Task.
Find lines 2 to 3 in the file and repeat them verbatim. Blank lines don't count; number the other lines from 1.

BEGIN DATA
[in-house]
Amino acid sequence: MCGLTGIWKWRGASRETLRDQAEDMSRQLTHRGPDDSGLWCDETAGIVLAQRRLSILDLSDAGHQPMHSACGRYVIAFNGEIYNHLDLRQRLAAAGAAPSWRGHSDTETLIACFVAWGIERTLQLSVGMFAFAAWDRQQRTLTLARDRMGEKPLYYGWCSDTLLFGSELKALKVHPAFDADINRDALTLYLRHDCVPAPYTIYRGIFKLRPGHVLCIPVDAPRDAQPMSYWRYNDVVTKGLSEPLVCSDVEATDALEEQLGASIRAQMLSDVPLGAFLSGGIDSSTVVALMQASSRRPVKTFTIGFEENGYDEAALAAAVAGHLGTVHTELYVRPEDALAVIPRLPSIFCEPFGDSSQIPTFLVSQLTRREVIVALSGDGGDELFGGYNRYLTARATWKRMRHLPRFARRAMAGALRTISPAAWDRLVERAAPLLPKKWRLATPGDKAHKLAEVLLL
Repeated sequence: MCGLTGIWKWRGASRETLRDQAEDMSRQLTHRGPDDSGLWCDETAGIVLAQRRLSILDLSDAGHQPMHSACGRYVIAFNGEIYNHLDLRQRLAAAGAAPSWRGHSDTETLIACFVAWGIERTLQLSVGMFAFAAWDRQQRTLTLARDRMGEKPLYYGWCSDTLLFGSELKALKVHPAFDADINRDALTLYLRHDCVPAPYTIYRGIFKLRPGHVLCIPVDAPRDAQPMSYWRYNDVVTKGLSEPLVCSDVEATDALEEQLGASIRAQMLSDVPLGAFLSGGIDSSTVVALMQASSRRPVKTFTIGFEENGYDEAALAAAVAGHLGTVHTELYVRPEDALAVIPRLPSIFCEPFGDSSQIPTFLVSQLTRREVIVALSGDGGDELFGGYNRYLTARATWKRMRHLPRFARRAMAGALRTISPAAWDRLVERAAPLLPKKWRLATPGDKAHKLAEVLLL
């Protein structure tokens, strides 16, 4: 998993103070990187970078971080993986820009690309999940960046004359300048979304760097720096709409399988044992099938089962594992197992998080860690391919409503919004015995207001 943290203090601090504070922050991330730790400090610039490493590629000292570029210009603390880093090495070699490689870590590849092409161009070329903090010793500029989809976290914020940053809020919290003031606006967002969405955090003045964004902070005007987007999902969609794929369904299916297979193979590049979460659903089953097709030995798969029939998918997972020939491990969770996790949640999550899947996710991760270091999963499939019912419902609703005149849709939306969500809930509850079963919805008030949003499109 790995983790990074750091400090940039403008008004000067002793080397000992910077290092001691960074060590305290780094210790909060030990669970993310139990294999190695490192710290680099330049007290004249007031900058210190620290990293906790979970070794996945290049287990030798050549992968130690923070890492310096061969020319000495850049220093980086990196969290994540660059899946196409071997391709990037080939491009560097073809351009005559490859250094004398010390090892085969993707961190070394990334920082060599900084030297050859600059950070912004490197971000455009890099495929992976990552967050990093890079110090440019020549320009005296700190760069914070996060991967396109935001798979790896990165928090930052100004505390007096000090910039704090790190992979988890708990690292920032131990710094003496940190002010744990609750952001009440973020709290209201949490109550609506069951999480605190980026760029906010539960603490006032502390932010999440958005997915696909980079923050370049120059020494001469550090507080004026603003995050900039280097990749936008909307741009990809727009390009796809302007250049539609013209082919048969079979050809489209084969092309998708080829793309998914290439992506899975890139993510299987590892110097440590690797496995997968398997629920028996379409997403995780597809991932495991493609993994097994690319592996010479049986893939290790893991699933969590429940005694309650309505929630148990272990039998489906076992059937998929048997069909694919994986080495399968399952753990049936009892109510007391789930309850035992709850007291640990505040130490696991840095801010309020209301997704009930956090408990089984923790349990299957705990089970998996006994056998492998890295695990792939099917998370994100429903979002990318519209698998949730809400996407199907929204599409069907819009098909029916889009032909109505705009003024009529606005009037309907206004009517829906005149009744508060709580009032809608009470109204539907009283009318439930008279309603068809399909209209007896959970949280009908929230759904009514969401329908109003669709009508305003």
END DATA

Amino acid sequence: MCGLTGIWKWRGASRETLRDQAEDMSRQLTHRGPDDSGLWCDETAGIVLAQRRLSILDLSDAGHQPMHSACGRYVIAFNGEIYNHLDLRQRLAAAGAAPSWRGHSDTETLIACFVAWGIERTLQLSVGMFAFAAWDRQQRTLTLARDRMGEKPLYYGWCSDTLLFGSELKALKVHPAFDADINRDALTLYLRHDCVPAPYTIYRGIFKLRPGHVLCIPVDAPRDAQPMSYWRYNDVVTKGLSEPLVCSDVEATDALEEQLGASIRAQMLSDVPLGAFLSGGIDSSTVVALMQASSRRPVKTFTIGFEENGYDEAALAAAVAGHLGTVHTELYVRPEDALAVIPRLPSIFCEPFGDSSQIPTFLVSQLTRREVIVALSGDGGDELFGGYNRYLTARATWKRMRHLPRFARRAMAGALRTISPAAWDRLVERAAPLLPKKWRLATPGDKAHKLAEVLLL
Repeated sequence: MCGLTGIWKWRGASRETLRDQAEDMSRQLTHRGPDDSGLWCDETAGIVLAQRRLSILDLSDAGHQPMHSACGRYVIAFNGEIYNHLDLRQRLAAAGAAPSWRGHSDTETLIACFVAWGIERTLQLSVGMFAFAAWDRQQRTLTLARDRMGEKPLYYGWCSDTLLFGSELKALKVHPAFDADINRDALTLYLRHDCVPAPYTIYRGIFKLRPGHVLCIPVDAPRDAQPMSYWRYNDVVTKGLSEPLVCSDVEATDALEEQLGASIRAQMLSDVPLGAFLSGGIDSSTVVALMQASSRRPVKTFTIGFEENGYDEAALAAAVAGHLGTVHTELYVRPEDALAVIPRLPSIFCEPFGDSSQIPTFLVSQLTRREVIVALSGDGGDELFGGYNRYLTARATWKRMRHLPRFARRAMAGALRTISPAAWDRLVERAAPLLPKKWRLATPGDKAHKLAEVLLL